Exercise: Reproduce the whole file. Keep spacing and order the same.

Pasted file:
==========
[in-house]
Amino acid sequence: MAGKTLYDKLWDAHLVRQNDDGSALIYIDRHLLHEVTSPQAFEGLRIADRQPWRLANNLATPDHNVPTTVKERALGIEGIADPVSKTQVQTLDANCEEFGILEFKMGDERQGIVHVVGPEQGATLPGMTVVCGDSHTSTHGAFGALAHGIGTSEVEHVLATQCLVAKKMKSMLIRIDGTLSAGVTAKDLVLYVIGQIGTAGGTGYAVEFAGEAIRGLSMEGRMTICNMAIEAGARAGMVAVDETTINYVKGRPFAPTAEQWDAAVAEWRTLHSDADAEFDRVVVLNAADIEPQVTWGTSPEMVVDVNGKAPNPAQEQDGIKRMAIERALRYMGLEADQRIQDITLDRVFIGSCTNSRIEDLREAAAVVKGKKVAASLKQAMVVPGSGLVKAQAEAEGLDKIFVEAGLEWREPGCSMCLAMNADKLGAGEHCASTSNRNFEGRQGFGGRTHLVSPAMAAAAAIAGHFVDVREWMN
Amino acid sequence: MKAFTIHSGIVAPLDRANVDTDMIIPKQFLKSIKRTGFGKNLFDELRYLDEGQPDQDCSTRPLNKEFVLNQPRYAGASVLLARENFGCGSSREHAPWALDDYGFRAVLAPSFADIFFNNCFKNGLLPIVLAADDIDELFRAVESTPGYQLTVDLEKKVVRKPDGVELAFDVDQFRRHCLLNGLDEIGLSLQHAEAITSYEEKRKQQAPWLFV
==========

[in-house]
Amino acid sequence: MAGKTLYDKLWDAHLVRQNDDGSALIYIDRHLLHEVTSPQAFEGLRIADRQPWRLANNLATPDHNVPTTVKERALGIEGIADPVSKTQVQTLDANCEEFGILEFKMGDERQGIVHVVGPEQGATLPGMTVVCGDSHTSTHGAFGALAHGIGTSEVEHVLATQCLVAKKMKSMLIRIDGTLSAGVTAKDLVLYVIGQIGTAGGTGYAVEFAGEAIRGLSMEGRMTICNMAIEAGARAGMVAVDETTINYVKGRPFAPTAEQWDAAVAEWRTLHSDADAEFDRVVVLNAADIEPQVTWGTSPEMVVDVNGKAPNPAQEQDGIKRMAIERALRYMGLEADQRIQDITLDRVFIGSCTNSRIEDLREAAAVVKGKKVAASLKQAMVVPGSGLVKAQAEAEGLDKIFVEAGLEWREPGCSMCLAMNADKLGAGEHCASTSNRNFEGRQGFGGRTHLVSPAMAAAAAIAGHFVDVREWMN
Amino acid sequence: MKAFTIHSGIVAPLDRANVDTDMIIPKQFLKSIKRTGFGKNLFDELRYLDEGQPDQDCSTRPLNKEFVLNQPRYAGASVLLARENFGCGSSREHAPWALDDYGFRAVLAPSFADIFFNNCFKNGLLPIVLAADDIDELFRAVESTPGYQLTVDLEKKVVRKPDGVELAFDVDQFRRHCLLNGLDEIGLSLQHAEAITSYEEKRKQQAPWLFV